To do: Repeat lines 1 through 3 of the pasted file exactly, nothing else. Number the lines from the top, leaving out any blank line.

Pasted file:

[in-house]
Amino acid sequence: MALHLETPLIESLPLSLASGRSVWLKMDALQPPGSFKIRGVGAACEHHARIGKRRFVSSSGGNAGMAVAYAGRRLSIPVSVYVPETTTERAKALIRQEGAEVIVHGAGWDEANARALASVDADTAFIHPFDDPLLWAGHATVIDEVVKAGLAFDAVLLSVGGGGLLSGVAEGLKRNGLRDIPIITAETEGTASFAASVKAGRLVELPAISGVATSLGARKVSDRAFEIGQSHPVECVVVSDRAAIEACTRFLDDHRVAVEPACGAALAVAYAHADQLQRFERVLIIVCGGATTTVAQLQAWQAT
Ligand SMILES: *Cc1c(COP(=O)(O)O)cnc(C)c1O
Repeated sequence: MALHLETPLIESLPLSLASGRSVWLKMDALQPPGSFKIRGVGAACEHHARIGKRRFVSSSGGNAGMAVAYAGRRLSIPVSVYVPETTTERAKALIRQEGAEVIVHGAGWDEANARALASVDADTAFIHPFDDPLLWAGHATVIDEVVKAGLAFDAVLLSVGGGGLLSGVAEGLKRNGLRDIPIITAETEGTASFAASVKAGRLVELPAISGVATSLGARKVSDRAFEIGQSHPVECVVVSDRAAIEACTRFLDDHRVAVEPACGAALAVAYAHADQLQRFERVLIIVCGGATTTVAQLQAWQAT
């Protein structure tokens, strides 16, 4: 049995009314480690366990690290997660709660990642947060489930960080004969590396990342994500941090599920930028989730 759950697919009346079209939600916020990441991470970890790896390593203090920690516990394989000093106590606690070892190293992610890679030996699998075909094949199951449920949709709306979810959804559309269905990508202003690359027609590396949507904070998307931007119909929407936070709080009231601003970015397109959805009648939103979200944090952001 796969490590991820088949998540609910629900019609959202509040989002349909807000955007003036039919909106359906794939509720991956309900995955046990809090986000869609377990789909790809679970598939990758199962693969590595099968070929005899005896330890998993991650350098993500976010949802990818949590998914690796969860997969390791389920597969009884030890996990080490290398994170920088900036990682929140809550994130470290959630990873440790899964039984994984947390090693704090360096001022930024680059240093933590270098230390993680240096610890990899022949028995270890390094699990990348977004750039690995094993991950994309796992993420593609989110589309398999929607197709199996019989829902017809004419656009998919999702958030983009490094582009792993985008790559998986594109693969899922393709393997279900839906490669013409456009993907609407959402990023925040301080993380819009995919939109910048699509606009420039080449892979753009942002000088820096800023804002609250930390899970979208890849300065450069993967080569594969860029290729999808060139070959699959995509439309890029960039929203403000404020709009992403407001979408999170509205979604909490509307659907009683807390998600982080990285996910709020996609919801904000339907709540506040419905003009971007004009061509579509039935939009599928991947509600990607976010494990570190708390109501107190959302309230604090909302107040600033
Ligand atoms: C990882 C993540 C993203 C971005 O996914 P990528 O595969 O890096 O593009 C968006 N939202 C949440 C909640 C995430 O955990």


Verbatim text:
[in-house]
Amino acid sequence: MALHLETPLIESLPLSLASGRSVWLKMDALQPPGSFKIRGVGAACEHHARIGKRRFVSSSGGNAGMAVAYAGRRLSIPVSVYVPETTTERAKALIRQEGAEVIVHGAGWDEANARALASVDADTAFIHPFDDPLLWAGHATVIDEVVKAGLAFDAVLLSVGGGGLLSGVAEGLKRNGLRDIPIITAETEGTASFAASVKAGRLVELPAISGVATSLGARKVSDRAFEIGQSHPVECVVVSDRAAIEACTRFLDDHRVAVEPACGAALAVAYAHADQLQRFERVLIIVCGGATTTVAQLQAWQAT
Ligand SMILES: *Cc1c(COP(=O)(O)O)cnc(C)c1O